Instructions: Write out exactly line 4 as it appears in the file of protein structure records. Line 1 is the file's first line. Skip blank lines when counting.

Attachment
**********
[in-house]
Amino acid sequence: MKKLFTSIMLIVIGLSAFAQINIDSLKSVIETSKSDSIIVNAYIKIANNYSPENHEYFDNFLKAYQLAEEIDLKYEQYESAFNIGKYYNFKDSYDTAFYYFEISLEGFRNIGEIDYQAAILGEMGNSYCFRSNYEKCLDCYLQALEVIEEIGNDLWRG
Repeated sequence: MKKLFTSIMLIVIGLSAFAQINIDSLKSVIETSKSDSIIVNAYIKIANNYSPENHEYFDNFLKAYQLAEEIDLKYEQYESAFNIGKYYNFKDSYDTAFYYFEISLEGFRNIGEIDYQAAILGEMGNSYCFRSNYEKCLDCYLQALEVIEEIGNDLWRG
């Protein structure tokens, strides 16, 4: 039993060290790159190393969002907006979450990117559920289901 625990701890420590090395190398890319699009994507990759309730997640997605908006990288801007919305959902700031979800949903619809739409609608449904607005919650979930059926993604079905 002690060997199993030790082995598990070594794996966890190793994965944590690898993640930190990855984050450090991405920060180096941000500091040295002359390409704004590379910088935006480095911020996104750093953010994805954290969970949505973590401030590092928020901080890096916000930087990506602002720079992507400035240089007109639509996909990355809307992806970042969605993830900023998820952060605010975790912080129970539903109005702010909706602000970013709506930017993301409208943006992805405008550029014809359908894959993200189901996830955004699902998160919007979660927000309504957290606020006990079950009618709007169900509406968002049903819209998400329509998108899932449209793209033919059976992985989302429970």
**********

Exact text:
């Protein structure tokens, strides 16, 4: 039993060290790159190393969002907006979450990117559920289901 625990701890420590090395190398890319699009994507990759309730997640997605908006990288801007919305959902700031979800949903619809739409609608449904607005919650979930059926993604079905 002690060997199993030790082995598990070594794996966890190793994965944590690898993640930190990855984050450090991405920060180096941000500091040295002359390409704004590379910088935006480095911020996104750093953010994805954290969970949505973590401030590092928020901080890096916000930087990506602002720079992507400035240089007109639509996909990355809307992806970042969605993830900023998820952060605010975790912080129970539903109005702010909706602000970013709506930017993301409208943006992805405008550029014809359908894959993200189901996830955004699902998160919007979660927000309504957290606020006990079950009618709007169900509406968002049903819209998400329509998108899932449209793209033919059976992985989302429970």